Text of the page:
first_imgThe volcanoes on Jupiter’s moon are bursting out at record rates, and nobody knows why.  Is it the new normal?A press release from NASA’s Jet Propulsion Laboratory says it was a “hellacious two weeks” last summer on the innermost large moon of Jupiter, Io (about the size of Earth’s moon).  This most volcanic body in the solar system strutted its stuff with three massive, super-hot outbursts in August 2013:“These new events are in a relatively rare class of eruptions on Io because of their size and astonishingly high thermal emission,” [Ashley] Davies said. “The amount of energy being emitted by these eruptions implies lava fountains gushing out of fissures at a very large volume per second, forming lava flows that quickly spread over the surface of Io.“All three events, including the largest, most powerful eruption of the trio on Aug. 29, 2013, were likely characterized by “curtains of fire” as lava blasted out of fissures perhaps several miles long.Super-eruptions may not be all that rare.  NASA’s Astrobiology Magazine quotes a scientist who said, “We typically expect one huge outburst every one or two years, and they’re usually not this bright.”  This new discoveries, based on careful analysis of photos from the Keck II telescope, are leading him to think this may be the new normal.  “Here we had three extremely bright outbursts, which suggest that if we looked more frequently we might see many more of them on Io.”Huge outbursts were measured by the Galileo spacecraft (in orbit 1995-2003), the New Horizons spacecraft (2007) and earth-bound telescopes, including record bursts in 2001 (10/04/01), March 8, 2003, and 2007 (4/23/07, 12/03/07) and 2010.  No energy source was mentioned in these new articles, particularly one that could persist for billions of years.Back in September 27, 2002, in Science Magazine, planetary scientist Alfred McEwen said this:If Io’s typical heat flow over geologic time is just 10% of today’s value, then we can expect 1012 km3 of silicate melt over the last 4000 million years—40 times the volume of Io. There should thus have been sufficient heat to melt 10% of Io’s volume 400 times. After just four episodes of such partial melting, Io should have formed a low-density crust ∼50 km thick. High-temperature, dense mafic or ultramafic lavas could only rise through the thick low-density crust under extraordinary circumstances.His way out was to propose a magma ocean under the crust; that idea has gained traction in 2011 from analysis of Galileo data (NASA, see 5/14/11).  Still, the lavas would have erupted hundreds of times over in billions of years, according to what McEwen just said.  Material is also continuously lost to a torus around Jupiter, so after a few times through the recycler, one would expect the material to be depleted in the lightest elements.  Brian Thomas at ICR responded in 2011 that the magma ocean theory is insufficient to account for Io’s heat output.  The problem stems entirely from secular astronomers’ refusal to consider a younger solar system, one that is far less than 4.5 billion years old.In 2000-2002, the enormous output of this moon already exceeded what the scientists could account for by tidal flexing (8/16/00), 9/27/02).  Since then, planetary scientists tried to rig downward the heat output measurements, while sticking to the public story, as found on Wikipedia, that tidal flexing is sufficient to account for the energy output (occasionally the truth leaks out; see “Too hot to handle,” 6/12/12, also admission in 7/29/11).  None of the latest theories, though, have addressed the problem of erupting 40 times Io’s entire mass through the volcanoes, or the problem of a growing crust stifling further eruptions.  Tidal flexing appears to be a convenient, but insufficient, theory.  Just last year, a study showed that locations of Io’s eruptions based on tidal flexing models do not match predictions (see “Bimbo eruptions in the solar system,” 4/06/13).  Another admitted that Io’s heat is several times higher than tidal flexing models can explain (2/02/13).The 2013 outbursts, if the new normal, may revise upward the total heat output, straining further the notion that tidal flexing is sufficient.  Since planetary scientists typically shun the idea that we happen to be living in special circumstances (2/02/13), the latest news from Keck may have planetary scientists singing a new verse of Io, Io, It’s Off to Work We Go (5/04/04).Well, we rig rig rigWell, we rig in our minds the whole day throughRig rig rig, that is what we like to doAnd it ain’t no trick to get sick quickIf you rig rig rig, with a paradigm shtickRig rig rig, the whole day throughGot to rig rig rig, it’s what we like to do in our mind, in our mindWith 4 billion years assigned;We got to rig rig rig, from the morning till the nightRig rig rig up everything in sightWe got to rig rig rig, in our mind, in our mindRig scenarios by the scoreA thousand stories, sometimes moreBut we don’t know what we are riggin’ for, yeahIo, Io,It’s off to work we goWe keep on sweating all day longIo,Io, Io,Got to make your troubles goWell, we keep on sweating all day longIo!(Visited 273 times, 1 visits today)FacebookTwitterPinterestSave分享0last_img read more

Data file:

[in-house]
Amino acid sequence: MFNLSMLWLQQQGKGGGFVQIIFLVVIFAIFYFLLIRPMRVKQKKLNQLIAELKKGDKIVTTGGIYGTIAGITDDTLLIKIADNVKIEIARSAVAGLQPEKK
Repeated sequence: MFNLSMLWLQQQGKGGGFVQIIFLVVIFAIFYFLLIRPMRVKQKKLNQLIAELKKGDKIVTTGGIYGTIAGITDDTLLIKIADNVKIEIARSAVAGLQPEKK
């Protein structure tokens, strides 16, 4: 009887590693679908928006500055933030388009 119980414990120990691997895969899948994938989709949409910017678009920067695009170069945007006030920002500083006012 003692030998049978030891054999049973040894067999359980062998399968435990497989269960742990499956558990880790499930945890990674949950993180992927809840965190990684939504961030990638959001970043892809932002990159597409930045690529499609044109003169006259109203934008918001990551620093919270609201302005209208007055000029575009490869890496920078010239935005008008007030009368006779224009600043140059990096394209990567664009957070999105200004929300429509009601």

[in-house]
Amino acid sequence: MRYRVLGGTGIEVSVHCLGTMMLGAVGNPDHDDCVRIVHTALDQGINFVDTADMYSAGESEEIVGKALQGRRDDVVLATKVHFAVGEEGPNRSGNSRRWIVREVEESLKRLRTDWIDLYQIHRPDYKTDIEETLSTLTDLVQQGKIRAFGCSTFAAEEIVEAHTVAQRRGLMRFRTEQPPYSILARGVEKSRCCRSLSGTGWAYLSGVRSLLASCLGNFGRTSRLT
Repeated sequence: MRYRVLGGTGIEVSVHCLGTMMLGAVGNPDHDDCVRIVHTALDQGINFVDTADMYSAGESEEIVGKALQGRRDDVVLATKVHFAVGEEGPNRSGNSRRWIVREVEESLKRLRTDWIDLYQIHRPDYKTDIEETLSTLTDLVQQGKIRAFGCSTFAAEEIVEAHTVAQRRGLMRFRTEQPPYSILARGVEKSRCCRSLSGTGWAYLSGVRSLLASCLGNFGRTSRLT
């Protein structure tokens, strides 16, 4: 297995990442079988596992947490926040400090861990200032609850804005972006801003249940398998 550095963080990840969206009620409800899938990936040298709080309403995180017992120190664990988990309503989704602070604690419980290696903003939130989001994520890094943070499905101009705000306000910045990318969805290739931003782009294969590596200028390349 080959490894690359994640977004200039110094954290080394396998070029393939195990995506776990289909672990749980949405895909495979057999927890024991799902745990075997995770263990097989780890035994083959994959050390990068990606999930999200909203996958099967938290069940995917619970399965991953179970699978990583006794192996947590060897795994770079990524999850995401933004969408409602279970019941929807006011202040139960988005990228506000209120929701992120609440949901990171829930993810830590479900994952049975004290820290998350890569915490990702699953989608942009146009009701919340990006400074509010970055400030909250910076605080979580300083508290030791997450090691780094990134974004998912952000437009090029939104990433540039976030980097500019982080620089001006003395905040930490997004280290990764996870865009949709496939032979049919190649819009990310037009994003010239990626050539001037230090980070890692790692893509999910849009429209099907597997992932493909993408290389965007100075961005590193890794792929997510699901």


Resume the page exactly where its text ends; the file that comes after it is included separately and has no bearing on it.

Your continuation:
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Managing corn harvest this fall with variable corn conditions